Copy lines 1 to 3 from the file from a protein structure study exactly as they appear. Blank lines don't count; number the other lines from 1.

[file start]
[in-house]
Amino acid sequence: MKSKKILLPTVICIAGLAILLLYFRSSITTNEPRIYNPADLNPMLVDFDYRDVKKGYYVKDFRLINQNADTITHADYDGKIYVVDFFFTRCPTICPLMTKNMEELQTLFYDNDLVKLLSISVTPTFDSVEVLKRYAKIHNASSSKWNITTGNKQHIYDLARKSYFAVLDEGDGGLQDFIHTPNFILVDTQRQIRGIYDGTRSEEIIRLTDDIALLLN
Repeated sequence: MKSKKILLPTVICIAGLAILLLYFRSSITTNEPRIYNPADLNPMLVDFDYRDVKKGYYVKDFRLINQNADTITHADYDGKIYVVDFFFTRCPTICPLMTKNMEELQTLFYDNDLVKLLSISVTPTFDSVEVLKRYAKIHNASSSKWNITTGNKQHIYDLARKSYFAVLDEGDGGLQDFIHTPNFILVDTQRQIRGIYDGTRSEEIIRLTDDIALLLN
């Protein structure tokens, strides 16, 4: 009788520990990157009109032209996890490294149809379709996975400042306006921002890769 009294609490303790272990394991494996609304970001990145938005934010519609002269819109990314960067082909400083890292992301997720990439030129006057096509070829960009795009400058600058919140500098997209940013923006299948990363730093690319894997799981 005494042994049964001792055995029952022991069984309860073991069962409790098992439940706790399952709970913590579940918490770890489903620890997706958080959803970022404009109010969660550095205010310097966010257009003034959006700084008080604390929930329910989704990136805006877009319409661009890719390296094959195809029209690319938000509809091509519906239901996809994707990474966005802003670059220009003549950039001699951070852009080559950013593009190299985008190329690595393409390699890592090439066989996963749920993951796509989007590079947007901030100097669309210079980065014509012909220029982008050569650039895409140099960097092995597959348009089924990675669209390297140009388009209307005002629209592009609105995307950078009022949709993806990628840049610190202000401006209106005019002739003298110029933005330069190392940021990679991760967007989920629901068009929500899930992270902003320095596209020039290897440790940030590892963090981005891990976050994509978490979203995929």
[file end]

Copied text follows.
[in-house]
Amino acid sequence: MKSKKILLPTVICIAGLAILLLYFRSSITTNEPRIYNPADLNPMLVDFDYRDVKKGYYVKDFRLINQNADTITHADYDGKIYVVDFFFTRCPTICPLMTKNMEELQTLFYDNDLVKLLSISVTPTFDSVEVLKRYAKIHNASSSKWNITTGNKQHIYDLARKSYFAVLDEGDGGLQDFIHTPNFILVDTQRQIRGIYDGTRSEEIIRLTDDIALLLN
Repeated sequence: MKSKKILLPTVICIAGLAILLLYFRSSITTNEPRIYNPADLNPMLVDFDYRDVKKGYYVKDFRLINQNADTITHADYDGKIYVVDFFFTRCPTICPLMTKNMEELQTLFYDNDLVKLLSISVTPTFDSVEVLKRYAKIHNASSSKWNITTGNKQHIYDLARKSYFAVLDEGDGGLQDFIHTPNFILVDTQRQIRGIYDGTRSEEIIRLTDDIALLLN